Organizations in the Middle East, Africa, and the U.S. have been targeted by an unknown threat actor to distribute a new backdoor called Agent Racoon.
“This malware family is written using the .NET framework and leverages the domain name service (DNS) protocol to create a covert channel and provide different backdoor functionalities,” Palo Alto Networks Unit 42 researcher Chema Garcia said in a Friday analysis.
Targets of the attacks span various sectors such as education, real estate, retail, non-profits, telecom, and governments. The activity has not been attributed to a known threat actor, although it’s assessed to be a nation-state aligned owing to the victimology pattern and the detection and defense evasion techniques used.
The cybersecurity firm is tracking the cluster under the moniker CL-STA-0002. It’s currently not clear how these organizations were breached, and when the attacks took place.
Some of the other tools deployed by the adversary include a customized version of Mimikatz called Mimilite as well as a new utility called Ntospy, which utilizes a custom DLL module implementing a network provider to steal credentials to a remote server.
“While the attackers commonly used Ntospy across the affected organizations, the Mimilite tool and the Agent Racoon malware have only been found in nonprofit and government-related organizations’ environments,” Garcia explained.
It’s worth pointing out a previously identified threat activity cluster known as CL-STA-0043 has also been linked to the use of Ntospy, with the adversary also targeting two organizations that have been targeted by CL-STA-0002.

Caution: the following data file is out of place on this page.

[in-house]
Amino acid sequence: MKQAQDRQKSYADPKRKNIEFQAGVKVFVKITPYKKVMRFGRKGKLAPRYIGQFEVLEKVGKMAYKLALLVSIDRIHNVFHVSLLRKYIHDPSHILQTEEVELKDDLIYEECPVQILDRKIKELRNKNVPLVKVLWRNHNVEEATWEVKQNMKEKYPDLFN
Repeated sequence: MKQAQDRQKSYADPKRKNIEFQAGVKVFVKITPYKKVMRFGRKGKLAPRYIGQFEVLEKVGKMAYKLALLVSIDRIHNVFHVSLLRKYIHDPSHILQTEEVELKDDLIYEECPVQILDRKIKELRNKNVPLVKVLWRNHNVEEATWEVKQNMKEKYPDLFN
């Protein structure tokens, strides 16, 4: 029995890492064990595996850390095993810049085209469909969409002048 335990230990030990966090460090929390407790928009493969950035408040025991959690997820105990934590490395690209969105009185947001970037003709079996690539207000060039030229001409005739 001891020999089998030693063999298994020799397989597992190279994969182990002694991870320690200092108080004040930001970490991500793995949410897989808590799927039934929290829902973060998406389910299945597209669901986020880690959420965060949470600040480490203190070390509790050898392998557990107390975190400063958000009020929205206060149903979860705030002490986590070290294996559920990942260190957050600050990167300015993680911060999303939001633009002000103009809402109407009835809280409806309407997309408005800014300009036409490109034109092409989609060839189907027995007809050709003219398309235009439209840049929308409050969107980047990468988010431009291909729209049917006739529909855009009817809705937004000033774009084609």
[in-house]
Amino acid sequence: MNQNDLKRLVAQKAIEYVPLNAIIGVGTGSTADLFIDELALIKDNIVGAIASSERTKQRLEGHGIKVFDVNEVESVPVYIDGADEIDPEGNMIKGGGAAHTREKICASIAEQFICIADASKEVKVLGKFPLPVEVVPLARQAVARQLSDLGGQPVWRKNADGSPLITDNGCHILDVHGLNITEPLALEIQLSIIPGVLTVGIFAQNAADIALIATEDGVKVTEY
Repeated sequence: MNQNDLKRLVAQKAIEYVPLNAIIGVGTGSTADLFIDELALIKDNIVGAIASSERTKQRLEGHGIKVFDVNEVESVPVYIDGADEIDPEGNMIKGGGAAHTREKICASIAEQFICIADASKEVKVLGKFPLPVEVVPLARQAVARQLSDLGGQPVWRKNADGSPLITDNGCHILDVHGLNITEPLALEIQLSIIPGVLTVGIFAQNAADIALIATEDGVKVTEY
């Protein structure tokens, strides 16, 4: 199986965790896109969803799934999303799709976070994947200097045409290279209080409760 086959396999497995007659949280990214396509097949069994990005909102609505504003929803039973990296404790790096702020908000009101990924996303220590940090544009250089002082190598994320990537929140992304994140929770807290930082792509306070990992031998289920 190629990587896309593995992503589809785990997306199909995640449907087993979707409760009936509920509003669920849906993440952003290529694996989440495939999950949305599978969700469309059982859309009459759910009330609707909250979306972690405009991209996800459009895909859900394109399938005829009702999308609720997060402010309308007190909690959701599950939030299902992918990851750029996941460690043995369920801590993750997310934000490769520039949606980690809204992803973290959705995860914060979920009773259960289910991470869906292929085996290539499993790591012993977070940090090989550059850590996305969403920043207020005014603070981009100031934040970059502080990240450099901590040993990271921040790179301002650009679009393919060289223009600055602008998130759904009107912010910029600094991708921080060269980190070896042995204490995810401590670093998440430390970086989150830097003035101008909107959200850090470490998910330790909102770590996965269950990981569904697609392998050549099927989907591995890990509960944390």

Agent Raccoon, executed by means of scheduled tasks, allows for command execution, file uploading, and file downloading, while disguising itself as Google Update and Microsoft OneDrive Updater binaries.
The command-and-control (C2) infrastructure used in connection with the implant dates back to at least August 2020. An examination of VirusTotal submissions of the Agent Racoon artifacts shows that the earliest sample was uploaded in July 2022.
Unit 42 said it also uncovered evidence of successful data exfiltration from Microsoft Exchange Server environments, resulting in the theft of emails matching different search criteria. The threat actor has also been found to harvest victims’ Roaming Profile.
“This tool set is not yet associated with a specific threat actor, and not entirely limited to a single cluster or campaign,” Garcia said.
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